Results: The final study sample from 2194 unique hospitals included 44 807 patients (26.1% AMI, 35.6% HF, and 38.3% pneumonia) with a mean (SD) age of 79.4 (8.6) years, and 52.0% were women. The patients represented 84 766 exposures for AMI, 96 917 exposures for HF, and 109 641 exposures for pneumonia. Patient characteristics varied by condition but not by expenditure category. The mean (SD) risk-standardized expenditures were $22 985 ($1579) for AMI, $16 020 ($1416) for HF, and $16 355 ($1995) for pneumonia per hospitalization. The mean risk-standardized rates of occurrence of adverse events for which patients were at risk were 3.5% (95% CI, 3.4%-3.6%) for AMI, 2.5% (95% CI, 2.5%-2.5%) for HF, and 3.0% (95% CI, 2.9%-3.0%) for pneumonia. An increase by 1 percentage point in the rate of occurrence of adverse events was associated with an increase in risk-standardized expenditures of $103 (95% CI, $57-$150) for AMI, $100 (95% CI, $29-$172) for HF, and $152 (95% CI, $73-$232) for pneumonia per discharge.
Conclusions and Relevance: Hospitals with high adverse event rates were more likely to have high 30-day episode-of-care Medicare expenditures for patients discharged with AMI, HF, or pneumonia.
Background Patients who survive acute myocardial infarction (AMI) are at high risk for recurrence. We determined whether rehospitalizations after AMI further increased risk of recurrent AMI. Methods and Results The study included Medicare fee-for-service patients aged ≥65 years discharged alive after AMI from acute-care hospitals in fiscal years 2009-2014. The outcome was recurrent AMI within 1 year of the index AMI. The Clinical Classifications Software (CCS) was used to classify rehospitalizations into disease categories. A Cox regression model was fit accounting for CCS-specific hospitalizations as time-varying variables and patient characteristics at discharge for the index AMI, adjusting for the competing risk of death. The rate of 1-year recurrent AMI was 5.3% (95% CI, 5.27%-5.41%), and median (interquartile range) time from discharge to recurrent AMI was 115 (34-230) days. Eleven disease categories (diabetes mellitus, anemia, hypertension, coronary atherosclerosis, chest pain, heart failure, pneumonia, chronic obstructive pulmonary disease, gastrointestinal hemorrhage, renal failure, complication of implant or graft) were associated with increased risk of recurrent AMI. Septicemia was associated with lower recurrence risk. Hazard ratios ranged from 1.6 (95% CI, 1.55-1.70, heart failure) to 1.1 (95% CI, 1.04-1.25, pneumonia) to 0.6 (95% CI, 0.58-0.71, septicemia). Conclusions Patient risk of recurrent AMI changed based on the occurrence of hospitalizations after the index AMI. Improving post-acute care to prevent unplanned rehospitalizations, especially rehospitalizations for chronic diseases, and extending the focus of outcomes measures to condition-specific rehospitalizations within 30 days and beyond is important for the secondary prevention of AMI.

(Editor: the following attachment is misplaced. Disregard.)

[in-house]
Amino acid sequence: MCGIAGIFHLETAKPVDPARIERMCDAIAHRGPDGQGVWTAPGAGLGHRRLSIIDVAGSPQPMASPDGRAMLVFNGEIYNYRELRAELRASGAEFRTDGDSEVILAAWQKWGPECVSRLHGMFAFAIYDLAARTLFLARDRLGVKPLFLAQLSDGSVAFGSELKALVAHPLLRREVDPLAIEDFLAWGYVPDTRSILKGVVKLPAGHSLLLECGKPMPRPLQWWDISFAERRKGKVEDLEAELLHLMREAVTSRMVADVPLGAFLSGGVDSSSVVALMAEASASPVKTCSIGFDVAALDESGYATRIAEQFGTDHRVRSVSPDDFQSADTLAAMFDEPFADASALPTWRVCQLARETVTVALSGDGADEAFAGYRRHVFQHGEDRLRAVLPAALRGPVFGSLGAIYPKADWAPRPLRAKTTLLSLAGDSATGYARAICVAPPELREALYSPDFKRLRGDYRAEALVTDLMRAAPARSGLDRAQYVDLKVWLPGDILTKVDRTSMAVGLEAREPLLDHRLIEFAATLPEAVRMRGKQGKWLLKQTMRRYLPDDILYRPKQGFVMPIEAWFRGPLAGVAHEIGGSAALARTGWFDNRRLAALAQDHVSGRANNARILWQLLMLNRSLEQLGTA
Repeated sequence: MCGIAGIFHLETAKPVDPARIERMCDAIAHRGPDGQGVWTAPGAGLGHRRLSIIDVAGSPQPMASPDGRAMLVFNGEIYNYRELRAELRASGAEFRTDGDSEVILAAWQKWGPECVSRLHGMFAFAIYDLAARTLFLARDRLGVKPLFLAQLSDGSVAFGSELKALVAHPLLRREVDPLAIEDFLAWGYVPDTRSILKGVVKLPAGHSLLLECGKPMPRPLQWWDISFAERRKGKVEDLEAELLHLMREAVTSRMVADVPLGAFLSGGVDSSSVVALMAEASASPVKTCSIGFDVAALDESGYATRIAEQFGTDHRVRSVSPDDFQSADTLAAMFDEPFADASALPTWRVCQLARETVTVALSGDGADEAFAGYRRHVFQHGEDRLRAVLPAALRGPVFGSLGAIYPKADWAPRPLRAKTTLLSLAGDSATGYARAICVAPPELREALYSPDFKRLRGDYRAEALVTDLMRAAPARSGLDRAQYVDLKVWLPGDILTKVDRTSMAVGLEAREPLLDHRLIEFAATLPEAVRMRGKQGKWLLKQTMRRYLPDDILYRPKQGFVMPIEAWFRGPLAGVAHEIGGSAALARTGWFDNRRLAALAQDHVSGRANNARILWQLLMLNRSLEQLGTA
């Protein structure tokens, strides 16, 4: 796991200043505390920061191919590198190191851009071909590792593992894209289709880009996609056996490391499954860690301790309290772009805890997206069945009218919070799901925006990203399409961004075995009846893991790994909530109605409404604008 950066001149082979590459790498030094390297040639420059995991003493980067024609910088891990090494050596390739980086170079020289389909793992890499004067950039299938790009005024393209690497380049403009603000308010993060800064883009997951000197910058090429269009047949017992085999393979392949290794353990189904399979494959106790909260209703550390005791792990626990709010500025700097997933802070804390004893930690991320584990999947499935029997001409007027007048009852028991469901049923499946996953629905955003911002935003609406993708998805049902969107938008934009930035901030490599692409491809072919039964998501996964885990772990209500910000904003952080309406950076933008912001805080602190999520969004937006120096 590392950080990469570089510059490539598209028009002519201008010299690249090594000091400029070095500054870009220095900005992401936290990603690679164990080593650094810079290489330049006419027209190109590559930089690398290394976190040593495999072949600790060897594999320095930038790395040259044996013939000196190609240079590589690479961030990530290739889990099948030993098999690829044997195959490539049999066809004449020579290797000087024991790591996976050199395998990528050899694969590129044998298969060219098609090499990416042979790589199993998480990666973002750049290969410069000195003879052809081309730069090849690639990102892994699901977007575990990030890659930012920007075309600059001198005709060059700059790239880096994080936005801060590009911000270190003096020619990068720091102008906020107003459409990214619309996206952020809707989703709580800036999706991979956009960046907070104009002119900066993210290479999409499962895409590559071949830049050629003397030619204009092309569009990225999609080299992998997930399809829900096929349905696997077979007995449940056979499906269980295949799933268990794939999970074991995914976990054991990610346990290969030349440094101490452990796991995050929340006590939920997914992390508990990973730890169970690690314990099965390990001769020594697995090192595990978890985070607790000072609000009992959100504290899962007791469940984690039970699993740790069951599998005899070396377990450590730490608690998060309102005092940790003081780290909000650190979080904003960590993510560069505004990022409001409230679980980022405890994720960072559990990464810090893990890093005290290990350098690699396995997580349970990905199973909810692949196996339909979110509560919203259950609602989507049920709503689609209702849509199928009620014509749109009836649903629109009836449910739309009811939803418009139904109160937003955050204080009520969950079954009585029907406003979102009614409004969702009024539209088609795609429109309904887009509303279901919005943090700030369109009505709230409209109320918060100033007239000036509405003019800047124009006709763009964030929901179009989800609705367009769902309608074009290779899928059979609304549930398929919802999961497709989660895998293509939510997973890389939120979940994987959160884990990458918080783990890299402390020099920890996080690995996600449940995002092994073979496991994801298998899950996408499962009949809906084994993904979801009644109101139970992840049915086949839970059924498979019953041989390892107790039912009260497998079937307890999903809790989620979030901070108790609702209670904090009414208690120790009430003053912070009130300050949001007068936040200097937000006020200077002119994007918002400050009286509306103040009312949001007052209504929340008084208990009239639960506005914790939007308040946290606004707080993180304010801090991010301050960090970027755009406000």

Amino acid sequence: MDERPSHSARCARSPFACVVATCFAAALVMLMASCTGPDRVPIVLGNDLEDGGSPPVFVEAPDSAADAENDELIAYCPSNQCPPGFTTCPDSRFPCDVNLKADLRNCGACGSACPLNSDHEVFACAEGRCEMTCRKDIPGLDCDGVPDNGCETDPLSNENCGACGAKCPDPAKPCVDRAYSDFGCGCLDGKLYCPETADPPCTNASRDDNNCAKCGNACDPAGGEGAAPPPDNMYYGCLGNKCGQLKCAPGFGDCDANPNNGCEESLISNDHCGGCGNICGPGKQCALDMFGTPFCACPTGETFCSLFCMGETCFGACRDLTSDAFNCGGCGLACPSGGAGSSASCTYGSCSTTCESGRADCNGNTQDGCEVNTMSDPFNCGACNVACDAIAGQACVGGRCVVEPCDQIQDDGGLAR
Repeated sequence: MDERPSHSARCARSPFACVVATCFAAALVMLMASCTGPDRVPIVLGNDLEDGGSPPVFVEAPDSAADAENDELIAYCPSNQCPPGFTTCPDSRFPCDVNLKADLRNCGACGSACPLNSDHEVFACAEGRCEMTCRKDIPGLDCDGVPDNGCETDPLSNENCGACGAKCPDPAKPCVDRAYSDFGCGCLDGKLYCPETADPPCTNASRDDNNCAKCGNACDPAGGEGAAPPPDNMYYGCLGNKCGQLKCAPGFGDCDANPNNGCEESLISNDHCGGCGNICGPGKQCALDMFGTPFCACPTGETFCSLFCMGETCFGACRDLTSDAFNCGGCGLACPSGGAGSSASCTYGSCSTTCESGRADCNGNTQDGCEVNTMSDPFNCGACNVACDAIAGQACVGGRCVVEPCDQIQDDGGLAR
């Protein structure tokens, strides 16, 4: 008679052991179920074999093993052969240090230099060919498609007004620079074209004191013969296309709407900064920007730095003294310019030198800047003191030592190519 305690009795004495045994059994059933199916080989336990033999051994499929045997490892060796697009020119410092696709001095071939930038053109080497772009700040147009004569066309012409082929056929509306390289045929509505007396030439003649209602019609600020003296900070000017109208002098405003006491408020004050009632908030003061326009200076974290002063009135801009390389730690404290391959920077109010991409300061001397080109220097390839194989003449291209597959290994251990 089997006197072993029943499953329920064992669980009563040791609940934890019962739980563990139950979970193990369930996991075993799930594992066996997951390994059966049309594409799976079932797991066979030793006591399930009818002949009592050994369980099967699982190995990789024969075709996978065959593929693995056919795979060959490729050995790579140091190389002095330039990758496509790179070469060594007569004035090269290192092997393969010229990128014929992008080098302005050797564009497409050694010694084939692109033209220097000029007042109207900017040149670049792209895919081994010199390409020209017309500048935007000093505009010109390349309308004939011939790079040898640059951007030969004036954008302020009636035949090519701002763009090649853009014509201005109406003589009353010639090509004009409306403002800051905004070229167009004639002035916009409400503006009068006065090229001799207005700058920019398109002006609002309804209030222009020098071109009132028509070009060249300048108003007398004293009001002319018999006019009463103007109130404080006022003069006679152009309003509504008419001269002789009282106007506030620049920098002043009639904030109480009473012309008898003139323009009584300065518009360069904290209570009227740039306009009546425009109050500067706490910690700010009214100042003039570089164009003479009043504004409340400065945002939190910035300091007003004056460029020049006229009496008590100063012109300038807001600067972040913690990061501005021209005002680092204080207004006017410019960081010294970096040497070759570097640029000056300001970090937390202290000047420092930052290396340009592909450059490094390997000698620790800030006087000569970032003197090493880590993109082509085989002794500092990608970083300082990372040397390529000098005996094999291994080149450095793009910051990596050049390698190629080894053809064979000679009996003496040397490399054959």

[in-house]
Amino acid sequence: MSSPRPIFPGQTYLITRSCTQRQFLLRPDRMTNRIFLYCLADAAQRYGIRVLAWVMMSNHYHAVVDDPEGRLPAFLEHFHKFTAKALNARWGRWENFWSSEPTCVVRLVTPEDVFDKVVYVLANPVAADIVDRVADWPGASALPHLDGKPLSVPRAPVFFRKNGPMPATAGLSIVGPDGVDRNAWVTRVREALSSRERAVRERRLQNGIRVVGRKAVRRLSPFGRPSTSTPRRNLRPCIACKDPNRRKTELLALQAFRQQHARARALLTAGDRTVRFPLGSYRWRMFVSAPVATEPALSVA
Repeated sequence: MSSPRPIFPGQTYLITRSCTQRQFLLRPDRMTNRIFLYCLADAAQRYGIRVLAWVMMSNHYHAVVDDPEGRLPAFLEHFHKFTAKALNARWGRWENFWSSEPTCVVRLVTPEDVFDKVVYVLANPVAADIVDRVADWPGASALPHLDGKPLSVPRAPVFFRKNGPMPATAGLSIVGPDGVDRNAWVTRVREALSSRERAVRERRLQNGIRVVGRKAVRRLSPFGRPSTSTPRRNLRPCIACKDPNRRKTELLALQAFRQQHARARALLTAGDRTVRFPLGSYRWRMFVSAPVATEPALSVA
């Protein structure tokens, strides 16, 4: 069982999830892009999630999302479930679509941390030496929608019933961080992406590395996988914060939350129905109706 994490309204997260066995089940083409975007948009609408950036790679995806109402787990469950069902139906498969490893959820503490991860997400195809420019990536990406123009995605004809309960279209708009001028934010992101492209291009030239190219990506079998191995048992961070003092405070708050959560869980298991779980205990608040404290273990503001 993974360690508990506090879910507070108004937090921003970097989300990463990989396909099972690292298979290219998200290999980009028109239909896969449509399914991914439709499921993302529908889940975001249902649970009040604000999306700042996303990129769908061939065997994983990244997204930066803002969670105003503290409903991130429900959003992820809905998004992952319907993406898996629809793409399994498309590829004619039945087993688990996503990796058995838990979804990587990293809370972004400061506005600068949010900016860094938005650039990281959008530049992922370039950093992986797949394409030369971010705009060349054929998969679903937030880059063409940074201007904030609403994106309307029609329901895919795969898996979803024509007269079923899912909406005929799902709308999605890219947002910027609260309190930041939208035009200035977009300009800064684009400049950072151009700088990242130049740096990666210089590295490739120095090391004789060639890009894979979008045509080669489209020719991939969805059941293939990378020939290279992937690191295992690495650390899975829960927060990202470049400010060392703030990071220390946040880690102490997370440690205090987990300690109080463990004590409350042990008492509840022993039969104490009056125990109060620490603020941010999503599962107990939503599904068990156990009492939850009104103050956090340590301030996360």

OBJECTIVE: To investigate risk-adjusted, 30-day postdischarge heart failure mortality and readmission rates stratified by hospital teaching intensity.